@kittyfinn:  that’s frustrating.  Reminds me a bit of my FMIL- she didn’t raise her kids Catholic, but she definitely raised her eyebrows when we said we weren’t going to be married by a religious official.  I hope that your mom doesn’t keep it up for very long!

 

@Brielle:  That does clarify things, thank you.  : )  And I completely understand where you are coming from.

Post # 12
Member
4698 posts
Honey bee
  • Wedding: August 2013

OP, it’s not mom’s wedding, it’s your wedding. You get married wherever you want. We had a LOT of resistance and even more guilt trips about the fact that we’re not marrying in a church.

Here’s where I get a little emotional about this topic.

Fact is, religion can be just as damaging as it can be helpful, and FH is militantly atheist now, for a lot of reasons, but here’s one: His whole childhood was marred and tainted by anger, fear, hate, and judgment, all based on and excused by religion. He was taught not not question anything, that the biggest sin is to question or fail to believe, and as a young child was tortured with anxiety because he couldn’t bring himself to feel those things (unquestioning obedience and baseless faith) they demanded of him and was convinced he would therefore go to hell.

Let me repeat that: they convinced a young child that he would spend all of eternity tortured in flame, just to make him obedient. Children do not have the capacity to understand that as figurative, when it is being presented as an objective truth by people presenting themselves as authority figures. He pretended to go along with the whole mess, because if he didn’t, he was treated as an outcast, as lesser.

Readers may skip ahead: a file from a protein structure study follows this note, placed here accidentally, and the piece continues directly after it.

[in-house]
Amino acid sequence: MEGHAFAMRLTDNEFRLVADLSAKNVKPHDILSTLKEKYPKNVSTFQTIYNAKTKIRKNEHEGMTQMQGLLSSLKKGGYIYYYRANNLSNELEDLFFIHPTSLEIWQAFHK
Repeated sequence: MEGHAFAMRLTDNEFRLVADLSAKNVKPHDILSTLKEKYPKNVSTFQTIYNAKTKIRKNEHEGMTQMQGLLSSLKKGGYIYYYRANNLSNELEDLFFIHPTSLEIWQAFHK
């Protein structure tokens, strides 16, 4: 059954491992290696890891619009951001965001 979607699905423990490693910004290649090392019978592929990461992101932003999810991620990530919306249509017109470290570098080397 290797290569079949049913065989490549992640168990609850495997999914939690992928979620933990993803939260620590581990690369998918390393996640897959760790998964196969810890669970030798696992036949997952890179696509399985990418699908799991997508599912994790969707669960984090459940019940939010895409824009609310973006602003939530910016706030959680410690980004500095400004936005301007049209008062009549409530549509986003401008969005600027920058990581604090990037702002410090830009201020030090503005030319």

I know Christians who are wonderful, my own parents believe in god and yet peacefully left me to figure out what I wanted by myself and do their best to respect my choices… but I see that kind of religious upbringing as tantamount to child abuse. If we gave in to the demands that we marry in a church, neither of us would feel any joy on our wedding day, only frustration and sadness. So we are enduring the flack for our choice to cut any semblance of that toxic faith out of our wedding day.

So if you don’t enjoy church or think it’s valuable to you, there’s no reason to go through the motions of a lie by getting married in one. Find somewhere else, a city park, a beach, a museum, a country club, an old theater, a friend’s backyard, there’s a million choices no matter where you live and only you can say what’s most meaningful to you.

Post # 14
Member
1823 posts
Buzzing bee
  • Wedding: August 2011

@kittyfinn:  That’s so weird. I would be annoyed too but I guess the best thing to do is just ignore it. She will get the hint eventually. Some people think that certain things have to happen in a church, even if they don’t go to church regularly.

My mom goes to church occasionally and she knows that I’m not religious. But I drove cross country this winter and in the month before my trip, she probably mentioned church at least 100 times. It was pretty frustrating because she kept saying that I needed to at least go to confession, “just in case” something happened on my trip. Gee mom, thanks for telling you think I’m going to die, that makes me feel so much better. lol

Post # 16
Member
2368 posts
Buzzing bee
  • Wedding: June 2014

It gets better eventually.  My (Shinto) Mom is slowly coming to terms with the fact that the Christian version of god isn’t welcome in my house, in my marriage or at my wedding.  Every time she brings it up, just say “no thank you” and change the subject.  Don’t engage and don’t discuss.  Either she’ll learn to shut up about it, or you’ll continue having fantastic conversations about the weather and your local sports teams.